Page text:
Under the settlement, GLENWOOD agrees to make extensive retrofits at Liberty Plaza and to commit to make retrofits at two other rental complexes that have been inspected, The Hawthorne and The Sage, to make them accessible.  GLENWOOD also agrees to arrange for inspection at its six other rental complexes in Manhattan and, where necessary, to make retrofits at those properties as well.  Together, the nine buildings covered by the consent decree contain more than 2,500 rental apartments.

            The settlement also requires GLENWOOD to establish procedures to ensure FHA compliance at its ongoing and future development projects.  These include retaining an FHA compliance consultant to ensure each residential building developed by GLENWOOD will, as constructed, comply with the FHA’s accessibility requirements.  The FHA consultant also will conduct a site visit to identify non-compliant conditions and recommend appropriate solutions prior to the completion of construction.  In addition, GLENWOOD agrees to institute policies and training to ensure that its own employees and agents will comply with the FHA’s accessibility requirements.

            Finally, the settlement requires GLENWOOD to provide up to $900,000 in funds to compensate aggrieved persons.  GLENWOOD also agrees to pay a civil penalty of $50,000.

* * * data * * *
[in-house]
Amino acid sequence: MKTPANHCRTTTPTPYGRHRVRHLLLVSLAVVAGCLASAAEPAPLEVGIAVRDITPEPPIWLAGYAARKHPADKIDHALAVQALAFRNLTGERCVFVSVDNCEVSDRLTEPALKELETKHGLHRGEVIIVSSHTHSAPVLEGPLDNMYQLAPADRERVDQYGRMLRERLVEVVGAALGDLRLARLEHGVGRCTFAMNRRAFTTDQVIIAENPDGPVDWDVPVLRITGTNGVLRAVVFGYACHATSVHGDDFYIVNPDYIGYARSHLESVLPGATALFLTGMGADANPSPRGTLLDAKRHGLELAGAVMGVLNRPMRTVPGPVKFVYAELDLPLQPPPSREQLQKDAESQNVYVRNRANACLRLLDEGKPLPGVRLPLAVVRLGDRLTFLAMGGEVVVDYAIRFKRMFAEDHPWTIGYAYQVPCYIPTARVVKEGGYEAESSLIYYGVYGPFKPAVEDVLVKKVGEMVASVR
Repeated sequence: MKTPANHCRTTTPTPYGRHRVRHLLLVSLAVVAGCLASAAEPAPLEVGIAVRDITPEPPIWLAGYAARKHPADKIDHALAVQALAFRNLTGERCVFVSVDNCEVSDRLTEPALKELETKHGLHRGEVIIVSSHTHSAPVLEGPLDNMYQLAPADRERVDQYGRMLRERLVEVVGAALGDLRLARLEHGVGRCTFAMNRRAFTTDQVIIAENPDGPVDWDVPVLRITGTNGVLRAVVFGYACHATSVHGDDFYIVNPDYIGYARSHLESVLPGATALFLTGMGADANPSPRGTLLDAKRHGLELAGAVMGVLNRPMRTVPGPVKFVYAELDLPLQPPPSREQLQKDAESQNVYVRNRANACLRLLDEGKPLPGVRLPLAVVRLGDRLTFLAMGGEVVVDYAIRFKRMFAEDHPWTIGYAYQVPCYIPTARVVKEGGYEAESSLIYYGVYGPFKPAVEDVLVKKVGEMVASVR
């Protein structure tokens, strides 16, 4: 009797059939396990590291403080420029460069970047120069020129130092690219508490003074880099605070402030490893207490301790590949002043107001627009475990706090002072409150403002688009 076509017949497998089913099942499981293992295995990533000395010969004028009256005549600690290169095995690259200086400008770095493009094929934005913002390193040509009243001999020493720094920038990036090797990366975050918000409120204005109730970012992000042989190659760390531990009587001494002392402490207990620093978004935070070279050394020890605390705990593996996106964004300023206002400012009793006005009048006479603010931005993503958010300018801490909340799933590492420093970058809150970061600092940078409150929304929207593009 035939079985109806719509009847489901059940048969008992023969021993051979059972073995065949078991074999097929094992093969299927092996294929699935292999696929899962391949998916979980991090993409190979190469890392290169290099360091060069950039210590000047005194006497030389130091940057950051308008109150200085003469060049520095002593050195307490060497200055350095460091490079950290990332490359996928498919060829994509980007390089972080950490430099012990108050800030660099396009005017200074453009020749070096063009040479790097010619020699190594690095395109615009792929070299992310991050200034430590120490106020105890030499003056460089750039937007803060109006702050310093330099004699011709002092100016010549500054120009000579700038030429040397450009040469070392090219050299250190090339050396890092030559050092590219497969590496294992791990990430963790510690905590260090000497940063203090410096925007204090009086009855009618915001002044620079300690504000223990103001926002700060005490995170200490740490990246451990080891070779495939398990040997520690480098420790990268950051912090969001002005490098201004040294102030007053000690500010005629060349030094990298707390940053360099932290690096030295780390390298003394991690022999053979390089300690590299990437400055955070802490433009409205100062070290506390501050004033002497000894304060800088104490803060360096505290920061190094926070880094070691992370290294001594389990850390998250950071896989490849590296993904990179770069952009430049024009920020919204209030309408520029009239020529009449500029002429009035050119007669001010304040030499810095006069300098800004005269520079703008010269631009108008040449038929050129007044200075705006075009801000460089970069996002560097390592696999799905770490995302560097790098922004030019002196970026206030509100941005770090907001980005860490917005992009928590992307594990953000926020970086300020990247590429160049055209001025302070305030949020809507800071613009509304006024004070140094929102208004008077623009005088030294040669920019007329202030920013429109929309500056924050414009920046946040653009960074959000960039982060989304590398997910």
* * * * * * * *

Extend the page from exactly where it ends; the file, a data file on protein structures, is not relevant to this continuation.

The government’s lawsuit also asserted claims against the architect of Liberty Plaza, STEPHEN B. JACOBS GROUP, PC.  The United States is currently engaged in negotiations with that architect regarding a potential settlement. 

            Aggrieved individuals may be entitled to monetary compensation from the fund created through today’s settlement.  Aggrieved individuals may include those who were:

  • Injured by a lack of accessible features at Liberty Plaza or the other properties constructed by GLENWOOD;

  • Discouraged from living at Liberty Plaza or the other properties constructed by GLENWOOD because of the lack of accessible features;

  • Required to pay to have an apartment at Liberty Plaza or the other properties constructed by GLENWOOD made accessible;

  • Prevented from having visitors because of a lack of accessible features at Liberty Plaza or the other properties constructed by GLENWOOD; or

  • Otherwise injured or discriminated against on the basis of disability as a result of the design or construction of Liberty Plaza or the other properties constructed by GLENWOOD.

            People who may be entitled to compensation should file a claim by contacting the Civil Rights Complaint Line at (212) 637-0840, using the Civil Rights Complaint Form available on the United States Attorney’s Office’s website http://www.justice.gov/usao/nys/civilrights.html, or by sending a written claim to:

                        U.S. Attorney’s Office, Southern District of New York

                        86 Chambers Street, 3rd Floor

                        New York, New York  10007

                        Attention:  Chief, Civil Rights Unit

            The case is being handled by the Office’s Civil Rights Unit.  Assistant U.S. Attorneys Li Yu, Jessica Jean Hu, and Jacob Lillywhite are in charge of the case.

Updated February 12, 2016